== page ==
Management of Fibula in HTO
- proximal tibiofibular joint will prevent valgus correction unless fibula is shortened or tibiofibular ligaments are removed;
- transection if tibiofibular ligamets: (preferred technique)
- performed thru same incision as for osteotomy;
- proximal tibiofibular joint capsule is disrupted (may also remove inner 1/3 of fibular head), allowing the fibula to migrate
- tibiofibular ligaments can be sectioned or portion of fibula to which they attach can be removed;
- if large correction is needed, however, fibular head, if retained, may impact on proximal tibial fragment as wedge is closed;
- in the study by Billings A, et al. (2000), not one of 64 knees that underwent high tibial osteotomy (using transection of the
tibio-fibular capsule) developed peroneal nerve palsy;
- fibular head transection:
- gives clear access to lateral tibial condyle, removes tibiofibular joint and ligaments, and allows for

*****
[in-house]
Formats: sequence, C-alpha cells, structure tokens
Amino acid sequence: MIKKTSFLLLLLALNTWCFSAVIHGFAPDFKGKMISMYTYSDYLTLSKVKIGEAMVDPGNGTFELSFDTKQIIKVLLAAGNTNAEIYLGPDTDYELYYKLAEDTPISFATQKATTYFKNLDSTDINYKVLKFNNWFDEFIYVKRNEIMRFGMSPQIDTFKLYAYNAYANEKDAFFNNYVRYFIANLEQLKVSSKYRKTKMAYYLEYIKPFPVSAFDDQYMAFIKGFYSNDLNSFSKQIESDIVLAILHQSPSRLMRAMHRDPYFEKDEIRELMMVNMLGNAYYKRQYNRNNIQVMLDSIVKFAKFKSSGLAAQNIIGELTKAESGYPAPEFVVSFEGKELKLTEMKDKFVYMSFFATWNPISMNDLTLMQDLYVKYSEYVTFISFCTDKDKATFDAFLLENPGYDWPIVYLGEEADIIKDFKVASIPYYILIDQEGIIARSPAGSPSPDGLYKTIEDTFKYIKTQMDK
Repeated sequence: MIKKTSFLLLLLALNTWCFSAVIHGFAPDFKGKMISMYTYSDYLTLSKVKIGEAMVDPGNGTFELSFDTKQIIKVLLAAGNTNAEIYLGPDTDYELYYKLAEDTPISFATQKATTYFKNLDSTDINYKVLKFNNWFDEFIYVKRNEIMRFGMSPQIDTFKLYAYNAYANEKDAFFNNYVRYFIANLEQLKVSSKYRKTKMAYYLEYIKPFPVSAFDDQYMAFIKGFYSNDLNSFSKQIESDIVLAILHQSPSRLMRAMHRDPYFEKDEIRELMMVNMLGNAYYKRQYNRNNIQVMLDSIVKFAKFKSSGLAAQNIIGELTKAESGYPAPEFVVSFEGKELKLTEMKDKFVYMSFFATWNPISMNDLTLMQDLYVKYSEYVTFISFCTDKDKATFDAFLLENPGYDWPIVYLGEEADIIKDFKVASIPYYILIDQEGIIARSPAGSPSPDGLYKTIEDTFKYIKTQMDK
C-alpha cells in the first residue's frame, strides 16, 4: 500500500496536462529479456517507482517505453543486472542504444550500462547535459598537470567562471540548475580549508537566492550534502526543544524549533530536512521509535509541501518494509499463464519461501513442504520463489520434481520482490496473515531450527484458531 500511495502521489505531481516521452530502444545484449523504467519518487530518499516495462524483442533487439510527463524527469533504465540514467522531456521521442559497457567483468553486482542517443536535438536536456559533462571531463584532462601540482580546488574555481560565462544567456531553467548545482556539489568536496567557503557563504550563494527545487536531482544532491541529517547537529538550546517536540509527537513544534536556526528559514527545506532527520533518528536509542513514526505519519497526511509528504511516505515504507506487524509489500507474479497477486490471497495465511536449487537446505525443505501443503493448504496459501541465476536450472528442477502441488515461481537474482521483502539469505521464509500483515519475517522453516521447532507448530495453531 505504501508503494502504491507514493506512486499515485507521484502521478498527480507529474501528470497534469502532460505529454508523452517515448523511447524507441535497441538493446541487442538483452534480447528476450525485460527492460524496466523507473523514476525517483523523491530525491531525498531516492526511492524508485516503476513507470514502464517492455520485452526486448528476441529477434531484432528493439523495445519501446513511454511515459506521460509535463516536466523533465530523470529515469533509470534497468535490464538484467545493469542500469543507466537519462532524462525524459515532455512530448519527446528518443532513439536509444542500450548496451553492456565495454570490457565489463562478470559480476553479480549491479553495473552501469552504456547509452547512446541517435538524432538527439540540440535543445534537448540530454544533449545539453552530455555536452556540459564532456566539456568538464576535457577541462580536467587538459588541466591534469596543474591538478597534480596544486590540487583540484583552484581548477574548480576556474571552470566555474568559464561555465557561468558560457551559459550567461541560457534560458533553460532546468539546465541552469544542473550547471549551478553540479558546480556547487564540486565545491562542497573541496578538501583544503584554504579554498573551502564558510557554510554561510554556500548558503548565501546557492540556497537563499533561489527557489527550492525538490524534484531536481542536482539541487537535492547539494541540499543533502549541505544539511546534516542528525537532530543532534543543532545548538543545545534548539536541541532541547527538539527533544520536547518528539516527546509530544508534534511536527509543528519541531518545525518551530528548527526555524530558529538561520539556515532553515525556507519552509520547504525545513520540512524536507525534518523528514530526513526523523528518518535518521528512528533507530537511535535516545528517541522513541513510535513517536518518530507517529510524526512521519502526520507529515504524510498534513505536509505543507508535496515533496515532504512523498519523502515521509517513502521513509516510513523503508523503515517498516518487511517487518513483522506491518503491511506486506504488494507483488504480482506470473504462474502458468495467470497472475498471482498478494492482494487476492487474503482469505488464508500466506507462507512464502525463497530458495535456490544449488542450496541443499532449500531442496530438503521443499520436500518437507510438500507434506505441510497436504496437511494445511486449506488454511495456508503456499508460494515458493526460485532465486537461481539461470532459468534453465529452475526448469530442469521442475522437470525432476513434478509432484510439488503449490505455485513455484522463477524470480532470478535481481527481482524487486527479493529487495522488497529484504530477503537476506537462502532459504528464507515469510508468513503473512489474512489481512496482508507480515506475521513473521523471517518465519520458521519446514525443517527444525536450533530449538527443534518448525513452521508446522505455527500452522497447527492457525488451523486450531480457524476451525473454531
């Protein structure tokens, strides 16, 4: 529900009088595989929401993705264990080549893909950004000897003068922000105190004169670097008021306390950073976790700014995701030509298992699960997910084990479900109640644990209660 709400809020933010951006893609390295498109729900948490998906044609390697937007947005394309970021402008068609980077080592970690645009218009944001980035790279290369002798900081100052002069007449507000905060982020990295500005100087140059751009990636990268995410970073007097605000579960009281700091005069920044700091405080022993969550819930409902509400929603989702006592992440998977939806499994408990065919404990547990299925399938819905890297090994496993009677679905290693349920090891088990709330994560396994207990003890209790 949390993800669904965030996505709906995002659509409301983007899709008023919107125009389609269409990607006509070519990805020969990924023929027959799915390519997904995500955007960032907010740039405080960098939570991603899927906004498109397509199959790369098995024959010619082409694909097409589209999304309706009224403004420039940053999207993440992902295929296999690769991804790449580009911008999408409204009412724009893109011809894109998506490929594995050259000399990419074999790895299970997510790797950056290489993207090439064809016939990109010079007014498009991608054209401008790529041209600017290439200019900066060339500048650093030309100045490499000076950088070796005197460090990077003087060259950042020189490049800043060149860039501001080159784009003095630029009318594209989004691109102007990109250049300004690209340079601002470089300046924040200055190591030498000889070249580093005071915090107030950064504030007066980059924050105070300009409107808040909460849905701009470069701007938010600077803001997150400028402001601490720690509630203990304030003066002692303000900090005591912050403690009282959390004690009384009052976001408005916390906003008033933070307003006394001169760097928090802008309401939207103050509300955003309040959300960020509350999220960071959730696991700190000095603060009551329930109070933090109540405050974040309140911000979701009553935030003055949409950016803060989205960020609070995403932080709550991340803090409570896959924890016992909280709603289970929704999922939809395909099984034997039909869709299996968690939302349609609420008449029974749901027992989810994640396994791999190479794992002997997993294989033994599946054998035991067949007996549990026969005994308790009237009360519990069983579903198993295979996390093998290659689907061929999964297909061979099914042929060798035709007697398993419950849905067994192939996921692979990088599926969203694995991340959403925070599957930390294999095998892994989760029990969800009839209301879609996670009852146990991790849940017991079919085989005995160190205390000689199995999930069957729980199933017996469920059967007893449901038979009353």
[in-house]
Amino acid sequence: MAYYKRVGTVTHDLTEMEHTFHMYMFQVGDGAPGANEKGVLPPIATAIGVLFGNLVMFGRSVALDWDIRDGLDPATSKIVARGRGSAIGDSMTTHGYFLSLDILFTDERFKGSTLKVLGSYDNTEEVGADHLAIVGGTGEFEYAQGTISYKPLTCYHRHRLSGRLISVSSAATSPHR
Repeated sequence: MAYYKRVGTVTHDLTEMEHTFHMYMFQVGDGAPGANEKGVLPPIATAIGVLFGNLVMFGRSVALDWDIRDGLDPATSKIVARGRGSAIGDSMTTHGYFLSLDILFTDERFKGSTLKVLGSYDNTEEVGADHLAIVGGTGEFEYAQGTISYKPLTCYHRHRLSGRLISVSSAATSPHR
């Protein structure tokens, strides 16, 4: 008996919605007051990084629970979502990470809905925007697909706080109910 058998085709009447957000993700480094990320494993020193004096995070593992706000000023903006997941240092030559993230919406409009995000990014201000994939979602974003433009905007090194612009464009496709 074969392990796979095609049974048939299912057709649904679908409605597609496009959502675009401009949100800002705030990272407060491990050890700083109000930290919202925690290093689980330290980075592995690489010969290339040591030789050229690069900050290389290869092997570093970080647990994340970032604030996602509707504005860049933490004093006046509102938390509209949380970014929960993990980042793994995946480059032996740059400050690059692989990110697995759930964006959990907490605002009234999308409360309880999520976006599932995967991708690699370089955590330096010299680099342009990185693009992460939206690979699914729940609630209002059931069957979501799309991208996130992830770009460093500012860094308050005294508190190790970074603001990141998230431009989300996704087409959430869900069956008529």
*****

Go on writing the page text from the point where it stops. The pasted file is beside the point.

reattachment of biceps tendon & fibular collateral ligament to neck of fibula under
- w/ this technique, peroneal nerve can be visualized directly;
- the distal cut can be made directly thru the center of the fibular head;
- care is taken to protect the peroneal nerve;
- often the proximal fibular head fragment will fuse to the proximal tibia, as well as healing to the distal
- fibular transection:
- oblique transection in its prox 1/3 to allow overlap as osteotomy is closed;
- be aware of the danger zone of fibular osteotomy which lies between 70 mm and 150 mm from the
fibular head (which endangers nerve branches to the EHL)
The fate of fibular osteotomies performed during high tibial osteotomy
Danger Zones Associated with Fibular Osteotomy.
Palsy of the deep peroneal nerve after proximal tibial osteotomy. An anatomical study.
High Tibial Osteotomy with a Calibrated Osteotomy Guide, Rigid Internal Fixation, and Early Motion. Long-Term Follow-up.
Original Text by Clifford R. Wheeless, III, MD.
Last updated by Data Trace Staff on Monday, September 12, 2016 9:45 am